Cultivating anaerobic bacteria in aerobic conditionsSURFBIO
Authors: Ales Lapanje and Tomaz Rijavec, from Jožef Stefan Institute
What is an anaerobic bacteria?Anaerobic bacterias are germs that can survive and grow where there is no oxygen. For example, it can thrive in human tissue that is injured and does not have oxygen-rich blood flowing to it.
What is an aerobic condition?Aerobic is a condition in which free oxygen or dissolved oxygen is present in an aquatic environment. The presence of oxygen is essential for plants, animals and other living organisms.
How you ever asked yourself how do we get anaerobic bacteria in our guts? This is not so trivial question, since these anaerobes we get from different sorts of food and therefore, they must travel through aerobic condition before they settle inside our guts. The solution for this problem might be in formation of aggregates where outer microbes are consuming oxygen and forming anaerobic niches inside such aggregates. This is something that hypothetically can happen in nature, but how can we make such structures in the laboratory. Here we applied the methods used in colloid biology that allow us to join together different types of bacteria in synthetic 3D structures like aggregates (Tatenhove-Pel et al., 2021) and biofilms (Rijavec et al., 2019) – fig 1 and 2. This approach enables growing anaerobic bacteria, here sulfate reducing bacteria (SRB), in flasks on a shaker at aerobic fully oxidized conditions (see formed black precipitate as a prove of growth of SRBs in fig 3).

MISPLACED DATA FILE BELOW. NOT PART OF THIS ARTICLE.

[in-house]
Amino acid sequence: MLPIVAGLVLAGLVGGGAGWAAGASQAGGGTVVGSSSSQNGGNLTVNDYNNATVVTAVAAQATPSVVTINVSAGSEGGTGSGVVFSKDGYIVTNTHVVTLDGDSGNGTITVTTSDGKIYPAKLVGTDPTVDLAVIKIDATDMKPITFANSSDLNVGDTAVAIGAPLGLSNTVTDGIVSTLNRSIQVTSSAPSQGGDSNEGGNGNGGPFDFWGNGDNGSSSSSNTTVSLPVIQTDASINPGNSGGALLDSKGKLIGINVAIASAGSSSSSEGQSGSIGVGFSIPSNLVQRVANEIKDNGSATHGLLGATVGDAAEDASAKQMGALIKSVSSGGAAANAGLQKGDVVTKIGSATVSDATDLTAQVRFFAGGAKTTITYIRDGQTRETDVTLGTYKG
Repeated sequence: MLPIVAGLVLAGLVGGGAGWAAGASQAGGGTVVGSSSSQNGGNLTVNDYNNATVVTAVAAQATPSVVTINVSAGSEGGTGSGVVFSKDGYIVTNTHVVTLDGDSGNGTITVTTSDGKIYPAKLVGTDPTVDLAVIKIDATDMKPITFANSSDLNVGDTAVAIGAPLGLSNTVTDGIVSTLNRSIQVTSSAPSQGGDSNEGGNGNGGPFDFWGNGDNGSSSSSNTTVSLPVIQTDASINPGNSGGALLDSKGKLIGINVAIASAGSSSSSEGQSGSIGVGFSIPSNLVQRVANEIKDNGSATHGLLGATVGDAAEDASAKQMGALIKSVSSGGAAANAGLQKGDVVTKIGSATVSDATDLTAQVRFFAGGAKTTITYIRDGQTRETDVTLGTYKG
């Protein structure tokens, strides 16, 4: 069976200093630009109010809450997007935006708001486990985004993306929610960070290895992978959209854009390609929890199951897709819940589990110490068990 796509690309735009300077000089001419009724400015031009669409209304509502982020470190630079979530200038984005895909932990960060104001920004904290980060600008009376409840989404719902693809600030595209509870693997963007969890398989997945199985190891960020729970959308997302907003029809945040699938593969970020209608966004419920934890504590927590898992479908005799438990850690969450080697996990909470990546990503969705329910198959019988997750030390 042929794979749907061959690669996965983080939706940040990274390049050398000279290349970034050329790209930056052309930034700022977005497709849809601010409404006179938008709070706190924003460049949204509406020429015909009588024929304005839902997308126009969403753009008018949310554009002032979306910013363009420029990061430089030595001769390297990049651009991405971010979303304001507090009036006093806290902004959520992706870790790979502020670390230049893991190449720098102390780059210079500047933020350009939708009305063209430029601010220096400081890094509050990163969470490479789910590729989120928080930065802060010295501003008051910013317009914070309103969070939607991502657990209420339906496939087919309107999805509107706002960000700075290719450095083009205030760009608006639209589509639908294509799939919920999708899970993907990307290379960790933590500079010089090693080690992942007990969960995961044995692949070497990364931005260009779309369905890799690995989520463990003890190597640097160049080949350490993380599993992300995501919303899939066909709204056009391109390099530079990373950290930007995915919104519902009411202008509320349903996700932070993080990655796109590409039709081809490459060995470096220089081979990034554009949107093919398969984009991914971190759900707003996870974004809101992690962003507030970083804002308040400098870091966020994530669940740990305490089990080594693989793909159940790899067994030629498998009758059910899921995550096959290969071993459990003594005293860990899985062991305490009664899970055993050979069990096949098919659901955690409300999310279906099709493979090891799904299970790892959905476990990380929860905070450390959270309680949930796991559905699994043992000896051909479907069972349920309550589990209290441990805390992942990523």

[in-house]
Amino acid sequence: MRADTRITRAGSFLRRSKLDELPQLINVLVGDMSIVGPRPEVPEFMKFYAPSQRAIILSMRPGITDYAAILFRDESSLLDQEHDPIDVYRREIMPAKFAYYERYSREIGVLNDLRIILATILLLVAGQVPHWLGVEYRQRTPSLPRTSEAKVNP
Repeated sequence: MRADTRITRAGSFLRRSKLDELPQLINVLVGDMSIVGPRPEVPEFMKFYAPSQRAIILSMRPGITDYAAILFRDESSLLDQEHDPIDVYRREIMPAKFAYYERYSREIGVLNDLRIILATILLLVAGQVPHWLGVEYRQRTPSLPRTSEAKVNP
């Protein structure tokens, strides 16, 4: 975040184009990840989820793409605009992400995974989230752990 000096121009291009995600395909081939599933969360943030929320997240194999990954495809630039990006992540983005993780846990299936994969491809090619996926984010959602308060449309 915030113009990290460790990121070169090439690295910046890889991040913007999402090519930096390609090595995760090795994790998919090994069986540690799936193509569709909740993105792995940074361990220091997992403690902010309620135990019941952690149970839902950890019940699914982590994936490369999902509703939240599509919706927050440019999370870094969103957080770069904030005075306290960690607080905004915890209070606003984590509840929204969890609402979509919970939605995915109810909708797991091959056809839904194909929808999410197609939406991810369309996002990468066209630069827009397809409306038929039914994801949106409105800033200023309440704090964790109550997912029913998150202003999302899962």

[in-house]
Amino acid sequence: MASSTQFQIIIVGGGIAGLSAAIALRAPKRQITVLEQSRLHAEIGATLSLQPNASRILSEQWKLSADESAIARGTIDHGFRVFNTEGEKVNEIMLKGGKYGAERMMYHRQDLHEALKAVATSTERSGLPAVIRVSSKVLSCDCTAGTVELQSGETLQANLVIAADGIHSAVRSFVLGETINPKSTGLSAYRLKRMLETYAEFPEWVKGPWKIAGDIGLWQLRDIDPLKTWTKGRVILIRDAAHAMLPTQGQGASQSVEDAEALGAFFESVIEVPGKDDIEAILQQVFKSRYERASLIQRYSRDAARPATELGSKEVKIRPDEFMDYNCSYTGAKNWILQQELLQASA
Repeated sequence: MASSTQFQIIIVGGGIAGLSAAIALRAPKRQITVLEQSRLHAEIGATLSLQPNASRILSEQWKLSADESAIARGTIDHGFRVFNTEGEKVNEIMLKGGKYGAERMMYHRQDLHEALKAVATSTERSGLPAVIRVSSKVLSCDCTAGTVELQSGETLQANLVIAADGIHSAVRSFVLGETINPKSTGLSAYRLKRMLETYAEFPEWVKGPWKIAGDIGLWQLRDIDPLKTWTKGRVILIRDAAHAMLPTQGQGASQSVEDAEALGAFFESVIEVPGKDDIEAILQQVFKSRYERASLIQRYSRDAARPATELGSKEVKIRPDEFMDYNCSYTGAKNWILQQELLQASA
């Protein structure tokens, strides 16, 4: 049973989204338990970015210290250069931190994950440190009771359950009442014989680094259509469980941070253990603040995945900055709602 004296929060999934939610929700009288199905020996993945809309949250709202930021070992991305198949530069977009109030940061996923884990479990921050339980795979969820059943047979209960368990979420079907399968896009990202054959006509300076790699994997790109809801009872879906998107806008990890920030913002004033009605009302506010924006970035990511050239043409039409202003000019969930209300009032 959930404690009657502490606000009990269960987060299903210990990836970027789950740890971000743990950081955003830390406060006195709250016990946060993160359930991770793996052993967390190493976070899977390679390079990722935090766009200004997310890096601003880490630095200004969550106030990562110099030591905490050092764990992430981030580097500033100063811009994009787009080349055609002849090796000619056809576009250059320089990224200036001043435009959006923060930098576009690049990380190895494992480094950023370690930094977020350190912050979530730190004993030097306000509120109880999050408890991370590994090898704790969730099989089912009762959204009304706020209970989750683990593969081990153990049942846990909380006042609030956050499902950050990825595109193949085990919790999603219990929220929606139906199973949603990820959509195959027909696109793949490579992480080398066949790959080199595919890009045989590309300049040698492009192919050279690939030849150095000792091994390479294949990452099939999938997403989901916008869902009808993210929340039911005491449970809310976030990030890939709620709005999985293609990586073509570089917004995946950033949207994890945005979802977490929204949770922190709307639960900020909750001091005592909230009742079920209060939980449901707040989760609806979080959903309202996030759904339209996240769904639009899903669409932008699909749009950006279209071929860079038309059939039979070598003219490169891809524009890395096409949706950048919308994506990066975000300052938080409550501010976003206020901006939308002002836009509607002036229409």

Using our synthetic structures we can increase efficiency of biologically aided precipitation of toxic metals in remediation processes aiming water clean-up, processes which are currently only efficient under anaerobic conditions. Moreover, this innovative approach of cultivation of anaerobes can also aid other biotechnological processes including biogas and butanol production as well as optimisation of microbial fuel cells.
- Van Tatenhove-Pel, R.J., Rijavec, T., Lapanje, A., van Swam, I., Zwering, E., Hernandez-Valdes, J.A., Kuipers, O.P., Picioreanu, C., Teusink, B. and Bachmann, H., 2021. Microbial competition reduces metabolic interaction distances to the low µm-range. The ISME journal, 15(3), pp.688-701.
- Rijavec, T., Zrimec, J., van Spanning, R. and Lapanje, A., 2019. Natural Microbial Communities Can Be Manipulated by Artificially Constructed Biofilms. Advanced Science, 6(22), p.1901408.